June 2000 News

Kashmir autonomy divide gets wider

21 June 2000
Times of India
Vidya Subrahmaniam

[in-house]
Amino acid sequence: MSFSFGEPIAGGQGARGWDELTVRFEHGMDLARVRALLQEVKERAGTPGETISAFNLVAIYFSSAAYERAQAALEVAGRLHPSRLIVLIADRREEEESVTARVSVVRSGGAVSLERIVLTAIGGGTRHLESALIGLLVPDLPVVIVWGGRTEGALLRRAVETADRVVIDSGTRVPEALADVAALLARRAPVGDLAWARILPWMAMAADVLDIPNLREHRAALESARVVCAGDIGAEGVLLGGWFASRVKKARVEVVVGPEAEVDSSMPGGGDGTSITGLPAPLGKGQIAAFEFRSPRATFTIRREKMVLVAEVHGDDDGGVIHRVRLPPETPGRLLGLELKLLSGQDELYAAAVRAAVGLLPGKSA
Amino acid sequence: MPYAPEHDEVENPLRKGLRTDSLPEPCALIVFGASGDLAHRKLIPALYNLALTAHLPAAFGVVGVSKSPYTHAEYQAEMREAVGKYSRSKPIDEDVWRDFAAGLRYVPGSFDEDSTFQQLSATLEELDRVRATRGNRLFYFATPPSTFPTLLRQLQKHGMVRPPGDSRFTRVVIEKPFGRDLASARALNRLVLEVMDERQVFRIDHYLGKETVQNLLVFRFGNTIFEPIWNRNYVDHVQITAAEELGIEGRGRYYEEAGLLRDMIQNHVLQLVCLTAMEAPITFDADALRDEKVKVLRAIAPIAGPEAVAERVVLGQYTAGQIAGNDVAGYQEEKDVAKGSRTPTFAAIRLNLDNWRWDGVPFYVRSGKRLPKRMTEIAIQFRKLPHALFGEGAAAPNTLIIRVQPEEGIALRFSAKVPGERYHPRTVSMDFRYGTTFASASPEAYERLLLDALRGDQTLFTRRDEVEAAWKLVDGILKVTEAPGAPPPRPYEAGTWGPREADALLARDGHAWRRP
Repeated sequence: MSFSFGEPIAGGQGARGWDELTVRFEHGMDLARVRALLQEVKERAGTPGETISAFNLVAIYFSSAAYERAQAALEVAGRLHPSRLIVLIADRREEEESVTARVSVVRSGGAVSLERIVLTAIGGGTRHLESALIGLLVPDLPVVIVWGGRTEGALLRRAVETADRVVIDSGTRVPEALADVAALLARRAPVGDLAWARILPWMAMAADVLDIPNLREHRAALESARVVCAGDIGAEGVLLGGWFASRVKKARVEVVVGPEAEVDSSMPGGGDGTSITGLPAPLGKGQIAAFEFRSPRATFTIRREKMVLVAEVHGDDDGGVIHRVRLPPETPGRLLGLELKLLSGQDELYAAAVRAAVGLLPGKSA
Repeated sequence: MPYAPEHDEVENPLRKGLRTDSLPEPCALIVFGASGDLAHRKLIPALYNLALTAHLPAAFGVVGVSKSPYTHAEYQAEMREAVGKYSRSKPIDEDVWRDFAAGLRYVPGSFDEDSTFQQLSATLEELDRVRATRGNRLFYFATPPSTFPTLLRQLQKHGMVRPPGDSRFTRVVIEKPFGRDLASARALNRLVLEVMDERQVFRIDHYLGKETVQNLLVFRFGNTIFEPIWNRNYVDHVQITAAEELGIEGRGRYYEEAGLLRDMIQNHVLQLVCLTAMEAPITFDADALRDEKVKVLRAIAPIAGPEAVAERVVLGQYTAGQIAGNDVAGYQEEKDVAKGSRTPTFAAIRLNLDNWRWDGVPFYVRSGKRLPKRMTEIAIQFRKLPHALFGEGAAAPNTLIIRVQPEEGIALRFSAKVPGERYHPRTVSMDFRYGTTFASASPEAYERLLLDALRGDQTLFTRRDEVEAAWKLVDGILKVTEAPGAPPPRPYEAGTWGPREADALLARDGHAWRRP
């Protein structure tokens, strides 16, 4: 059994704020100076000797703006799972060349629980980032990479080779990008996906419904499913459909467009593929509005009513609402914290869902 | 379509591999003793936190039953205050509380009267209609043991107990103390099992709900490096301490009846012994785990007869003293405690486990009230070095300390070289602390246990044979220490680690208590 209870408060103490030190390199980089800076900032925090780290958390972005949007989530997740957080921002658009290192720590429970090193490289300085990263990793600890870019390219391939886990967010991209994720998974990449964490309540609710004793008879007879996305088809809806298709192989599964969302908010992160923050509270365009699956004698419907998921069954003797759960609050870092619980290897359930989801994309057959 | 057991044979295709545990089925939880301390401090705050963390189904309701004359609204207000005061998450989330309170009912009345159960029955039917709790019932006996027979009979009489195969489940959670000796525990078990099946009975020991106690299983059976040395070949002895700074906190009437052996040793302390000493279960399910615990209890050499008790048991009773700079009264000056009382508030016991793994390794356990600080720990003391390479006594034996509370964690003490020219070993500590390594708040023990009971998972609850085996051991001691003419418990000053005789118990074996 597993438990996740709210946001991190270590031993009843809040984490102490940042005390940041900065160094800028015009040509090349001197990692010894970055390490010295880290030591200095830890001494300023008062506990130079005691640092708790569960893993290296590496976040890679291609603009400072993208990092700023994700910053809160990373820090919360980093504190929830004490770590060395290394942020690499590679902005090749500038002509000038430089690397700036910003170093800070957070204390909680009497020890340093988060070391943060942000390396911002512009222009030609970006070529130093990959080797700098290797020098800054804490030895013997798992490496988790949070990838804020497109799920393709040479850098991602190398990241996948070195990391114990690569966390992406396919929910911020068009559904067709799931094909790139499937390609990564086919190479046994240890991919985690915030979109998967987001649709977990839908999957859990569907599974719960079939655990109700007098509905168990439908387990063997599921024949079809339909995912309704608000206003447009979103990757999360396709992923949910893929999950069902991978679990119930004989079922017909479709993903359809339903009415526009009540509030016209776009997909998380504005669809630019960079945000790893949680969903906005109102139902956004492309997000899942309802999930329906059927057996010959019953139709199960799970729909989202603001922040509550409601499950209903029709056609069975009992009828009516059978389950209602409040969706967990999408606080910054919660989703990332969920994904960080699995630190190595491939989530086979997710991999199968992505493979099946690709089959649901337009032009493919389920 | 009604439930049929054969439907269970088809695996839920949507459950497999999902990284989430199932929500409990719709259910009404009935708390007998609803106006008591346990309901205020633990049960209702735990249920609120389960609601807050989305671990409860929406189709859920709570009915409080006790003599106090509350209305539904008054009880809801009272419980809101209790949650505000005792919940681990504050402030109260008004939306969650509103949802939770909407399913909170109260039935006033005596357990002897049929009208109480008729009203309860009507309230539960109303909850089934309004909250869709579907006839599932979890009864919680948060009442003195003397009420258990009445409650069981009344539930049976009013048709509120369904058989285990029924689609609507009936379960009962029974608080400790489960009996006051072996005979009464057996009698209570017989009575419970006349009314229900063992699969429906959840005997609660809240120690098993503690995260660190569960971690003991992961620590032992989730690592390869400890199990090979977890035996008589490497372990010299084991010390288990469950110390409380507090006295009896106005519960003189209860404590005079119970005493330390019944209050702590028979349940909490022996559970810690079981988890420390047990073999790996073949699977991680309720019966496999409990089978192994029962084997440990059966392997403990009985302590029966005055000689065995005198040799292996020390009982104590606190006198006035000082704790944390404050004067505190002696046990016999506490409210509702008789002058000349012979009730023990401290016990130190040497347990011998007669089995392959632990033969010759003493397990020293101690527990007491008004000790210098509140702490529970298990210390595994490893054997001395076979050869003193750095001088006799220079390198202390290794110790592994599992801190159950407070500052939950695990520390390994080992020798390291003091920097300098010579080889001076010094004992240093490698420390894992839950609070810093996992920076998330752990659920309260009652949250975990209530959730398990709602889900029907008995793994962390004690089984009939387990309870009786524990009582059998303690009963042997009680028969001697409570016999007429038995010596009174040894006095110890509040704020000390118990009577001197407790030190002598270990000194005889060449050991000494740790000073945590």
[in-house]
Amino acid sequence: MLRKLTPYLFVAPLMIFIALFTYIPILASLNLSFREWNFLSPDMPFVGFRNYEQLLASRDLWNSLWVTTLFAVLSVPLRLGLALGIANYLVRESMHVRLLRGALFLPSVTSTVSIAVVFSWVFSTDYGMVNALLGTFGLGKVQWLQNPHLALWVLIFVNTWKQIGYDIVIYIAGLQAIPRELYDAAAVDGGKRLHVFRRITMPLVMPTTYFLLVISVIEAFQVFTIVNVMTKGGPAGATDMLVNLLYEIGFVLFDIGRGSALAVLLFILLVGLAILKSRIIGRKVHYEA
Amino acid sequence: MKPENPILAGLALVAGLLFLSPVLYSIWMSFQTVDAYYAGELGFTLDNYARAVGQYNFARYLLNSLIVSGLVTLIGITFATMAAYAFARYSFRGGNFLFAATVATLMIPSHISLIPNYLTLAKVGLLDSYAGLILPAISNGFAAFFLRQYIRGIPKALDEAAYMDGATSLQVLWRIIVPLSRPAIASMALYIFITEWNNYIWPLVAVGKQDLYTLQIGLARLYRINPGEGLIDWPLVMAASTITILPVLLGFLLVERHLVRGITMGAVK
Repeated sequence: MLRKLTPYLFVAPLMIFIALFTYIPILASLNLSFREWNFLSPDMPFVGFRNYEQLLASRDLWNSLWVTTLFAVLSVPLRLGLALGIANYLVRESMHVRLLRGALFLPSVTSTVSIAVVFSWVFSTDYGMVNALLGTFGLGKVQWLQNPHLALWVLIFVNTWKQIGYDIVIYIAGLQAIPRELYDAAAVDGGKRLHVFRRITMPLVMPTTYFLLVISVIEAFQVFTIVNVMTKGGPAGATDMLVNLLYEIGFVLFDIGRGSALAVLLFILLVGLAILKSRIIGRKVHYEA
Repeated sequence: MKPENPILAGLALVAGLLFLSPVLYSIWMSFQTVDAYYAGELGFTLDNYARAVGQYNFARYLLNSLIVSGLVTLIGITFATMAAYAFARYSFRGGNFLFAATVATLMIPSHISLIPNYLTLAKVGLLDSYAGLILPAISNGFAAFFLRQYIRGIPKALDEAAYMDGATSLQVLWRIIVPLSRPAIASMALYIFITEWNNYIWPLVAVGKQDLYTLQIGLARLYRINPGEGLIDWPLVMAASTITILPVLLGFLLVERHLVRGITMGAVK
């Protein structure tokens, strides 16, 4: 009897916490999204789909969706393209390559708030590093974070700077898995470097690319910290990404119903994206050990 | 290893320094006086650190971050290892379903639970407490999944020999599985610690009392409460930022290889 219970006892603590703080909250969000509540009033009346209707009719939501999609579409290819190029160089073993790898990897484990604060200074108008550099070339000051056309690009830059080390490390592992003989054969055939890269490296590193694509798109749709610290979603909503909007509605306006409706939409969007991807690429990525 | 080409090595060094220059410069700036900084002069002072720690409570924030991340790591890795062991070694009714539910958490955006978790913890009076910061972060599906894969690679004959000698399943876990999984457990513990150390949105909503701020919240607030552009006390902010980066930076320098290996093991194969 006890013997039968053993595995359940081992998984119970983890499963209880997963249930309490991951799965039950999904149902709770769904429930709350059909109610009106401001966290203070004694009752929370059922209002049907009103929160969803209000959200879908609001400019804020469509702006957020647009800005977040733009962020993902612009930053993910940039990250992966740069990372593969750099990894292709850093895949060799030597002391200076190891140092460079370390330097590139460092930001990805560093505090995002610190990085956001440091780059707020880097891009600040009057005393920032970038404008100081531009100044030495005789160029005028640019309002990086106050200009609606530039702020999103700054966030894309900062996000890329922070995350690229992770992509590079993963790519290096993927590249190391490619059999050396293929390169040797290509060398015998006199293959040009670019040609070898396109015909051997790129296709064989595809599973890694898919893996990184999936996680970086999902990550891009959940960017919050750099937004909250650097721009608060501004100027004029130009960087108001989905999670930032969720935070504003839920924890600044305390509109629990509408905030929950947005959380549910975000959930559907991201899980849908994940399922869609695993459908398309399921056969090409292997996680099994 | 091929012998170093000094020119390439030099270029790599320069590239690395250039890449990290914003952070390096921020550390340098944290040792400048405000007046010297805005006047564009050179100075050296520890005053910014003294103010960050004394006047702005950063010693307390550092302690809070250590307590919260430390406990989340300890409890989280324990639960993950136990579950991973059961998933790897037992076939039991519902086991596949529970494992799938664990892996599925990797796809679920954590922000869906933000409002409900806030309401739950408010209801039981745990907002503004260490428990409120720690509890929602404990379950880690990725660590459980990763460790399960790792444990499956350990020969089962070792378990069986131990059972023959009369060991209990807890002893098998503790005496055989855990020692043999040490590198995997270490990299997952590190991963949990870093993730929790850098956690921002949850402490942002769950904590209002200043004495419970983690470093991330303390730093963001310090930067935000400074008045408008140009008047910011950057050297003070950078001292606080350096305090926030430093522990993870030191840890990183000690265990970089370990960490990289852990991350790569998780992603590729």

Srinagar: The contours of a possible future conflict between the National Conference and the Bharatiya Janata Party-led government at the Centre were visible on Wednesday as the Jammu and Kashmir Assembly continued to discuss a controversial autonomy committee report. And, once again the Farooq Abdullah government and the Opposition were locked in a war of words. The chief minister interjected sharply, when agitated BJP members stopped National Conference MLA from Ladakh T. Namgyal from speaking. ''I know you (the BJP) will not allow autonomy. But at least hear us out,'' he said. Abdullah, whose party has a majority in the House, said if he wanted he could get the report passed and adopted straightaway. ''But I want a national debate on the proposal.'' Later talking to The Times of India, the state education minister and part of the National Conference''s think-tank, Mohammad Shafi, one of the strongest advocates of autonomy, challenged the Centre to go ahead and talk to the Hurriyat leaders. ''We are offering autonomy within the Constitution. But if they (the Centre) prefer to talk outside the Constitution, they can. We will not stop it.'' Shafi''s contention was that his government''s autonomy recommendations were the best anyone could get. For the people of J&K, it meant genuine self-rule as envisaged in the instrument of accession. For the Centre it was a solution within the framework of the Constitution. ''Besides we have the mandate. The people of J&K have elected us. If we do not represent the people, who does?'' Shafi strongly objected to the opposition charge that the autonomy move was anti-national. ''The proposal to restrict the Union''s legislative powers to defence, finance and communication is in the instrument of accession. Is that anti-national? But thanks to the systematic and deliberate erosion of the autonomy provisions in their original form, today no one remembers that J&K was the only state to negotiate the terms of its accession to the Union.'' Shafi said Article 370 underwent five different variations before the Indian constituent assembly approved it. In its final form, the Article made all additions to the instrument of accession subject to the approval of the J&K constituent assembly. And since any constituent assembly could only have a short life, Article 370 was designated temporary. ''However, this has been completely twisted. The propaganda is that the Article was to be abrogated to bring the state into the mainstream.'' Shafi also had a bone to pick with the BJP on what Sardar Patel had to say on Article 370. He quoted the following speech Patel made while the Indian constituent assembly was discussing Article 370: ''In view of the special problem in which the J&K government is faced, we have made special provisions for the continuance of the state with the Union on existing basis (the existing basis was instrument of accession).


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